June 26, 2008
Weekly Language Usage Tips: non-habits?, all right and alright
Tip 1: What’s a non-habit?
A reader writes: I wanted to put in a request for attention to another long-standing peeve: “Non-habit forming” drug commercials always bother me.
What is a non-habit?
Shouldn’t it be not habit forming?
DLS: To try and answer this, I googled “non-habit forming” and got about 70,000 hits. By the way, it is most commonly used with “sleeping aid” as in “Non-habit forming sleeping aid.” The spelling was pretty much evenly balanced with half of the uses spelled “non-habit forming” and half spelled “non habit forming.” I saw one instance of “non habit-forming” and one very strange instance of “nonhabitforming.” However, I found no instances which reflected my answer which is this: it seems to me that it would be alright if we changed the hyphenation and wrote “non-habit-forming” with hyphens linking all three words. “Not habit forming’ works but not as an adjective (e.g., “This sleeping aid is not habit forming” but not “this not habit forming pharmaceutical…”). I tried looking up “non habit” in dictionary.com and received this message: non habit not found. Did you mean nun’s habit? That, I enjoyed.
While I would go with “non-habit-forming,” I have no definitive answer for you. Anyone else want to chime in?
Tip 2: S’alright? S’alright.
You may have noticed my use of “alright” in Tip 1. When I was writing it, I thought “Maybe I should play it safe and use ‘all right,’” so I changed it, and then I started doing a little investigating. I was stunned by the brouhaha surrounding the use of “alright.” Style book after style book, grammar book after grammar book, website after website vilified the use of “alright” as wrong, grammatically incorrect, a willful break with convention, horrendous, lazy, illiterate, ignorant. Ignorant? Evidently, “altogether” and “already” are all right because they have been in existence since the middle ages while “alright” is unacceptable because it has only been in common use a couple of centuries. What nonsense! And, since I’ve always been more than willing to break with convention, I went back and changed “all right” back to “alright.” “Alright” is perfectly all right to use when meaning “okay,” but if you are referring to everything being correct, “all right” is the appropriate choice. Call me lazy, illiterate, and ignorant, but this is my story and I’m sticking to it.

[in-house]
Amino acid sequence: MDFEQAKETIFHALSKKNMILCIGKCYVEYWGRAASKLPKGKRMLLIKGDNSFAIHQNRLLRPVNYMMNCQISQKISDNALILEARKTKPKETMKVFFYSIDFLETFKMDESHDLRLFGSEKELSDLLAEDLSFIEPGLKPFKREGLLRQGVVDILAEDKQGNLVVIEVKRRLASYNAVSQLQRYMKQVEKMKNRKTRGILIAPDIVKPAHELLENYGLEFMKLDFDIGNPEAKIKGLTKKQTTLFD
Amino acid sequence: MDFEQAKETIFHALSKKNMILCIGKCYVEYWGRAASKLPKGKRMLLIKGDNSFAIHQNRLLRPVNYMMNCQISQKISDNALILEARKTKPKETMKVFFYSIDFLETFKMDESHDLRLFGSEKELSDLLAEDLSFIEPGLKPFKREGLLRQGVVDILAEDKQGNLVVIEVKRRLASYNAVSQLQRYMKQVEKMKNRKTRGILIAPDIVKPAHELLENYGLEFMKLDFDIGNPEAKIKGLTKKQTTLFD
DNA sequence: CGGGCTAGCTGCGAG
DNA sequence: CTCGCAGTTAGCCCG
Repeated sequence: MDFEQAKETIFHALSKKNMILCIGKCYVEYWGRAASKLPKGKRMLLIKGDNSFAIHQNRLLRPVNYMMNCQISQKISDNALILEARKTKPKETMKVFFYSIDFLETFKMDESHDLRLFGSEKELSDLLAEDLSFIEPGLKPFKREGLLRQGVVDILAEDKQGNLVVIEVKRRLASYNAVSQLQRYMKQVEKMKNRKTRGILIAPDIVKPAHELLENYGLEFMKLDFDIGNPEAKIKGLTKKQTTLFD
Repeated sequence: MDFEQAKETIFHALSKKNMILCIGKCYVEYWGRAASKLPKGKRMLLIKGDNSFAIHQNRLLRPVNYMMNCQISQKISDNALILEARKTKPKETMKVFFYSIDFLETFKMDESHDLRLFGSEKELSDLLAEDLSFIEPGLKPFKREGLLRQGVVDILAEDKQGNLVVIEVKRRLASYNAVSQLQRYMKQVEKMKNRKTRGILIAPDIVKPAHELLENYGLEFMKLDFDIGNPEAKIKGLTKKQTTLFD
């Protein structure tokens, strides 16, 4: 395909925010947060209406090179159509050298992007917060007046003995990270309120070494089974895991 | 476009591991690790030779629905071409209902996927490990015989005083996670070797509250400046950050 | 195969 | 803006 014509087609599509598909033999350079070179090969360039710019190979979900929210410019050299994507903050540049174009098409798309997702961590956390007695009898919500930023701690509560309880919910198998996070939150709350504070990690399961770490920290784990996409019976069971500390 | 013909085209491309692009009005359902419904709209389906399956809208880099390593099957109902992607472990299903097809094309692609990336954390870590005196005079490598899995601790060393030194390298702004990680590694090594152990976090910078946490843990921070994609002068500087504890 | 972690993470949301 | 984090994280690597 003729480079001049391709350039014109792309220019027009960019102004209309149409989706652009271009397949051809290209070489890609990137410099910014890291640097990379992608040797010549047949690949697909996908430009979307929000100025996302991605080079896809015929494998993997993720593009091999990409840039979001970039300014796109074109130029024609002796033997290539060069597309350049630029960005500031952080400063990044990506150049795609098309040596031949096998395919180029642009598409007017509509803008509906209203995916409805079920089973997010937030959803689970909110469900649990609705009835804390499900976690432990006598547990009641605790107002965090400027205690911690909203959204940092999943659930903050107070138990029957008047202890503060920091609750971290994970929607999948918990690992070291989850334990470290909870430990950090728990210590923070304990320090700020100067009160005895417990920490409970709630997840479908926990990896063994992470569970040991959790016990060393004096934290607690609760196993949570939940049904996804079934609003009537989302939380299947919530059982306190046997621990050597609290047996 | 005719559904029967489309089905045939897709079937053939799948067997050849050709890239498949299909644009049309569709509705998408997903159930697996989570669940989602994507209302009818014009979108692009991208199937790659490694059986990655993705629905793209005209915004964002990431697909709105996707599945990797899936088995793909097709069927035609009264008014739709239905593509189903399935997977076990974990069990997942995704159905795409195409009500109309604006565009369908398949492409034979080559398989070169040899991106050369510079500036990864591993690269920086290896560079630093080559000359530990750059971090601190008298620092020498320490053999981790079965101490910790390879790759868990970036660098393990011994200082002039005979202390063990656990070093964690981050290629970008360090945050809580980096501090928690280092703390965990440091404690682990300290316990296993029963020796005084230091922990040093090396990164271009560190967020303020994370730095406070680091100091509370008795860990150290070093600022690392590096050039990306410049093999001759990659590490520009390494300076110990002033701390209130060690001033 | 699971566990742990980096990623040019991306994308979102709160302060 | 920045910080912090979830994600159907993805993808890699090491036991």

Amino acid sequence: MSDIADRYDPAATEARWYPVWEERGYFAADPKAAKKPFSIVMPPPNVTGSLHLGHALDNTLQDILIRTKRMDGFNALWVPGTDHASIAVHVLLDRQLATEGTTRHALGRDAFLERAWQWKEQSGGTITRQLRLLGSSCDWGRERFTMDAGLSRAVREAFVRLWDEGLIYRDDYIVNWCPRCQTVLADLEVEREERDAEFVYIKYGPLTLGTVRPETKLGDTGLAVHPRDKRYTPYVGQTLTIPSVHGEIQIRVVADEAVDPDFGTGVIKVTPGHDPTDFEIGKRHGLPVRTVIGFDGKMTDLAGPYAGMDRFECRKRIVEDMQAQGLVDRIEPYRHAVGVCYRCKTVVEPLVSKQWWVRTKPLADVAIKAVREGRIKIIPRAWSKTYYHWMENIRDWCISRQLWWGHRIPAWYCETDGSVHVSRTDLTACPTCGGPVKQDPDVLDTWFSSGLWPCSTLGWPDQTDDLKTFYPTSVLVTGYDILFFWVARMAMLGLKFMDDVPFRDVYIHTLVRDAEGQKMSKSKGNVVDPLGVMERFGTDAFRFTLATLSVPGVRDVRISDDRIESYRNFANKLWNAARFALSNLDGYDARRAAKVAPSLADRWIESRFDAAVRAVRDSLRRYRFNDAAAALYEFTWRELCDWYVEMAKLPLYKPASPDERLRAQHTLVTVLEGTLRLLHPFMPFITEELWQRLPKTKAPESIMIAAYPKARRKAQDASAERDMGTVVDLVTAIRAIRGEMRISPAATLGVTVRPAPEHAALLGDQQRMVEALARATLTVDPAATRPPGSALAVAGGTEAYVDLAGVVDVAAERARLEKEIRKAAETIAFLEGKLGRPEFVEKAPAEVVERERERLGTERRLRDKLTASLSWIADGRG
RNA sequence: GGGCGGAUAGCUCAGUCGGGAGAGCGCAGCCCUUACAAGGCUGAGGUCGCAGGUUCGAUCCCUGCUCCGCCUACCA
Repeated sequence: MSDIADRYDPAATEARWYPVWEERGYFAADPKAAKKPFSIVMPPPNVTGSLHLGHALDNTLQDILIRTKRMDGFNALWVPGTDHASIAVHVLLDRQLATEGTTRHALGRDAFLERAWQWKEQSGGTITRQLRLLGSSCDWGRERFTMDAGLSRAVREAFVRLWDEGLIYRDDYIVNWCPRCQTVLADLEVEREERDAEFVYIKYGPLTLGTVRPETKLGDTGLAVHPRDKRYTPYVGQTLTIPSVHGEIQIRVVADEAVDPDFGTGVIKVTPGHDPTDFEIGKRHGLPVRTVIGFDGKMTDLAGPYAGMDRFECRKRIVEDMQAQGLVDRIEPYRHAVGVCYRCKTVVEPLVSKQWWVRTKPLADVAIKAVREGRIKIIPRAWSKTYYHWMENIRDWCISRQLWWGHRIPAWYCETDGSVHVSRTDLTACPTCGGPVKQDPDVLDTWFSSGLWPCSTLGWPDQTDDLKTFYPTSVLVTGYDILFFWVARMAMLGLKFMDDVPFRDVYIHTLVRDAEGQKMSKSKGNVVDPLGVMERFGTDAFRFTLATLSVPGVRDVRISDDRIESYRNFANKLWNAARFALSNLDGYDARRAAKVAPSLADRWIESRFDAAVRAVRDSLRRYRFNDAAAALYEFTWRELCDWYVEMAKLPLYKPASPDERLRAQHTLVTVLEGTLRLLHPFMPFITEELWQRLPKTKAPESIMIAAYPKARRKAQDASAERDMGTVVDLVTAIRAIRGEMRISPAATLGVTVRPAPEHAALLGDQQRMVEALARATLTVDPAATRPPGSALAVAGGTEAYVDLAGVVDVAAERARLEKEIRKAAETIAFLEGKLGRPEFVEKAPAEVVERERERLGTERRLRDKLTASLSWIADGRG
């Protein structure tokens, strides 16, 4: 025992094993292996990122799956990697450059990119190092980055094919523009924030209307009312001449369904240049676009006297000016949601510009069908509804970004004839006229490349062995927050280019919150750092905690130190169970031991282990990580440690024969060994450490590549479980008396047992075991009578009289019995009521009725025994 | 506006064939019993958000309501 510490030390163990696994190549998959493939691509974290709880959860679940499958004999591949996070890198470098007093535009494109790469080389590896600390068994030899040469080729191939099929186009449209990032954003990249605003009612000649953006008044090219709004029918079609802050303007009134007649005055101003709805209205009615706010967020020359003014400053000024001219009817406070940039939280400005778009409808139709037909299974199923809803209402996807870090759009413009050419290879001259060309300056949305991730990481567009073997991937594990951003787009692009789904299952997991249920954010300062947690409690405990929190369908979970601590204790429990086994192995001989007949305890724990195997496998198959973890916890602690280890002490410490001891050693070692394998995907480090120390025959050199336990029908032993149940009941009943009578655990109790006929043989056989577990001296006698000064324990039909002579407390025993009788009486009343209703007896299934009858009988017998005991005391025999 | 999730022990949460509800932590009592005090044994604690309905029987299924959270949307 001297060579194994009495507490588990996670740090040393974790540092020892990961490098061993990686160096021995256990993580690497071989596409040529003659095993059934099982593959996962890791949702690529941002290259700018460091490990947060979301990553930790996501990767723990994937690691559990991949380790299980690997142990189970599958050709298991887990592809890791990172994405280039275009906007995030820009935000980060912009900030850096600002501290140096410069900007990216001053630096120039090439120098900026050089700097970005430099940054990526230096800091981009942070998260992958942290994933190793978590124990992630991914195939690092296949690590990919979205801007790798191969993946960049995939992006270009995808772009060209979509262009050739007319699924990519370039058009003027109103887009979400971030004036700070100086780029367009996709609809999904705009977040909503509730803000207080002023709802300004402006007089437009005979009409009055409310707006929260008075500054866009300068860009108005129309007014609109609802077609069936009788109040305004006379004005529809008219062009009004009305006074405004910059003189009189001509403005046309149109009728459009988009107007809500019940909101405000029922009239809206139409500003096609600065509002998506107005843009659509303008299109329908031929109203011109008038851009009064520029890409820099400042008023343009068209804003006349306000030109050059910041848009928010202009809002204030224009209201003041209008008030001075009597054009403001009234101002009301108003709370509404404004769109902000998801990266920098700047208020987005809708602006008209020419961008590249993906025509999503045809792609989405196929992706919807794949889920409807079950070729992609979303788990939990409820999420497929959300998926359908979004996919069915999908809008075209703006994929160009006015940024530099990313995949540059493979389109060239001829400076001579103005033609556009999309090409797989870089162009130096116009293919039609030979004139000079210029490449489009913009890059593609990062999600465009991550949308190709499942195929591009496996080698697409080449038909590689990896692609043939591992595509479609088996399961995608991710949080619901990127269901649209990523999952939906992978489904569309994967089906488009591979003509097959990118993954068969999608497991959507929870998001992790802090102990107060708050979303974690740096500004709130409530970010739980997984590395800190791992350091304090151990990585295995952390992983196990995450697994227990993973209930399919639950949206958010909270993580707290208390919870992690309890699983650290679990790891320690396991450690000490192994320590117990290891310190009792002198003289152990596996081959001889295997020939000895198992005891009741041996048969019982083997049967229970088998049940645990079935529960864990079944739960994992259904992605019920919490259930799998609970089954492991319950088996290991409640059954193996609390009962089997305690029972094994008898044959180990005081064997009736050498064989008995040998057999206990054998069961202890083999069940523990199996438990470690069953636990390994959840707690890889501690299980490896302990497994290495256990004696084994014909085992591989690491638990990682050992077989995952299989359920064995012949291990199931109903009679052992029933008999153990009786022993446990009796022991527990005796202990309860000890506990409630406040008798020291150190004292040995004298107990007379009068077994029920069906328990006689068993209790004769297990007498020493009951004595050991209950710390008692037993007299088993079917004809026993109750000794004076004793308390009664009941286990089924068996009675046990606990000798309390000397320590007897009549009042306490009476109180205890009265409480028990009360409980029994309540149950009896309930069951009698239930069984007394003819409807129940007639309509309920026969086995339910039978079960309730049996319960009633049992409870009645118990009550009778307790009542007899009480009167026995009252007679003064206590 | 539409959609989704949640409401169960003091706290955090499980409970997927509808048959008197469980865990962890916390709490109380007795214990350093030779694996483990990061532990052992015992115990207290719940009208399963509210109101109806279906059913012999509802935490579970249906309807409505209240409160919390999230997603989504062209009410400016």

Tip 3: Don’t do that anymore
In one of my email lists, I just received a message, including the following sentences:
“Anymore, I almost refuse to use any application without a scripting dictionary. Life’s too short to let a developer tell me how I’m going to use their application.”
Yes, my geekiness is well established. But as to starting a sentence with “anymore,” please don’t do that anymore.